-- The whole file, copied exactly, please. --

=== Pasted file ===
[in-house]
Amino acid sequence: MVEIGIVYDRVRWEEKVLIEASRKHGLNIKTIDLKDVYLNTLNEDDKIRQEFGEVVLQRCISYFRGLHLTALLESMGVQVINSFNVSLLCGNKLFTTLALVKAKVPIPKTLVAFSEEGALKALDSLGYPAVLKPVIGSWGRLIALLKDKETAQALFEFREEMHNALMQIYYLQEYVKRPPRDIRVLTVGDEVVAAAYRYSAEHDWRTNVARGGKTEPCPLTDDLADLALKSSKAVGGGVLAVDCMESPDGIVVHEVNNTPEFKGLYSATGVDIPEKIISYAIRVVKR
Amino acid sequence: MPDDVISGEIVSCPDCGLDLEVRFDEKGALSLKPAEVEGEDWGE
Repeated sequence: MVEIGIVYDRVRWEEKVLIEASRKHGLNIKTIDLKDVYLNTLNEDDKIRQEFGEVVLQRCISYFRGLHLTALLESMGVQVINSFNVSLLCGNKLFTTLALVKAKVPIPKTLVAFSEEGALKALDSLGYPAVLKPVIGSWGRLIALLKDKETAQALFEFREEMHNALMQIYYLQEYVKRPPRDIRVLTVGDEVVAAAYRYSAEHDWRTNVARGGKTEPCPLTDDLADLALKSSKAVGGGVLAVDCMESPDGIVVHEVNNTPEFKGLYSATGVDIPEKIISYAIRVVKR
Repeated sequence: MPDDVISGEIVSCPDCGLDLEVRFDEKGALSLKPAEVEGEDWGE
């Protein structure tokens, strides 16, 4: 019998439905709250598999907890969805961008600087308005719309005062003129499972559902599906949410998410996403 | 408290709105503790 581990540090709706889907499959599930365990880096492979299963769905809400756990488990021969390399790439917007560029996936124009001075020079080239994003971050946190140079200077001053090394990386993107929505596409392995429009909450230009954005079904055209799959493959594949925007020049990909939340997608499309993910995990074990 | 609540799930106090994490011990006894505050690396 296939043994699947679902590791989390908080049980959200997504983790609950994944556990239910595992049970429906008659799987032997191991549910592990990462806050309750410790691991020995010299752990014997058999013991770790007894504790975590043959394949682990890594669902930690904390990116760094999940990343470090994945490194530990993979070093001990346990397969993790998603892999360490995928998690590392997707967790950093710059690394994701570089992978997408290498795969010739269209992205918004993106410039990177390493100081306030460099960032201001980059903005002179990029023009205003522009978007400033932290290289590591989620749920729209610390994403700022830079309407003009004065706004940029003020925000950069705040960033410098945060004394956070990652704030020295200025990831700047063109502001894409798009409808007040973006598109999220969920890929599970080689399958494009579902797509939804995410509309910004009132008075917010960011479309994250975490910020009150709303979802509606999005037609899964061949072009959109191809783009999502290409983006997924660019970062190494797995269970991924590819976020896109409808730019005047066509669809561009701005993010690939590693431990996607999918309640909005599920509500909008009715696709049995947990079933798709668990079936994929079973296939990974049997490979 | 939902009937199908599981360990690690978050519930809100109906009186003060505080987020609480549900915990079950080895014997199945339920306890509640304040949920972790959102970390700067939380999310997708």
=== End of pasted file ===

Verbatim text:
[in-house]
Amino acid sequence: MVEIGIVYDRVRWEEKVLIEASRKHGLNIKTIDLKDVYLNTLNEDDKIRQEFGEVVLQRCISYFRGLHLTALLESMGVQVINSFNVSLLCGNKLFTTLALVKAKVPIPKTLVAFSEEGALKALDSLGYPAVLKPVIGSWGRLIALLKDKETAQALFEFREEMHNALMQIYYLQEYVKRPPRDIRVLTVGDEVVAAAYRYSAEHDWRTNVARGGKTEPCPLTDDLADLALKSSKAVGGGVLAVDCMESPDGIVVHEVNNTPEFKGLYSATGVDIPEKIISYAIRVVKR
Amino acid sequence: MPDDVISGEIVSCPDCGLDLEVRFDEKGALSLKPAEVEGEDWGE
Repeated sequence: MVEIGIVYDRVRWEEKVLIEASRKHGLNIKTIDLKDVYLNTLNEDDKIRQEFGEVVLQRCISYFRGLHLTALLESMGVQVINSFNVSLLCGNKLFTTLALVKAKVPIPKTLVAFSEEGALKALDSLGYPAVLKPVIGSWGRLIALLKDKETAQALFEFREEMHNALMQIYYLQEYVKRPPRDIRVLTVGDEVVAAAYRYSAEHDWRTNVARGGKTEPCPLTDDLADLALKSSKAVGGGVLAVDCMESPDGIVVHEVNNTPEFKGLYSATGVDIPEKIISYAIRVVKR
Repeated sequence: MPDDVISGEIVSCPDCGLDLEVRFDEKGALSLKPAEVEGEDWGE
């Protein structure tokens, strides 16, 4: 019998439905709250598999907890969805961008600087308005719309005062003129499972559902599906949410998410996403 | 408290709105503790 581990540090709706889907499959599930365990880096492979299963769905809400756990488990021969390399790439917007560029996936124009001075020079080239994003971050946190140079200077001053090394990386993107929505596409392995429009909450230009954005079904055209799959493959594949925007020049990909939340997608499309993910995990074990 | 609540799930106090994490011990006894505050690396 296939043994699947679902590791989390908080049980959200997504983790609950994944556990239910595992049970429906008659799987032997191991549910592990990462806050309750410790691991020995010299752990014997058999013991770790007894504790975590043959394949682990890594669902930690904390990116760094999940990343470090994945490194530990993979070093001990346990397969993790998603892999360490995928998690590392997707967790950093710059690394994701570089992978997408290498795969010739269209992205918004993106410039990177390493100081306030460099960032201001980059903005002179990029023009205003522009978007400033932290290289590591989620749920729209610390994403700022830079309407003009004065706004940029003020925000950069705040960033410098945060004394956070990652704030020295200025990831700047063109502001894409798009409808007040973006598109999220969920890929599970080689399958494009579902797509939804995410509309910004009132008075917010960011479309994250975490910020009150709303979802509606999005037609899964061949072009959109191809783009999502290409983006997924660019970062190494797995269970991924590819976020896109409808730019005047066509669809561009701005993010690939590693431990996607999918309640909005599920509500909008009715696709049995947990079933798709668990079936994929079973296939990974049997490979 | 939902009937199908599981360990690690978050519930809100109906009186003060505080987020609480549900915990079950080895014997199945339920306890509640304040949920972790959102970390700067939380999310997708």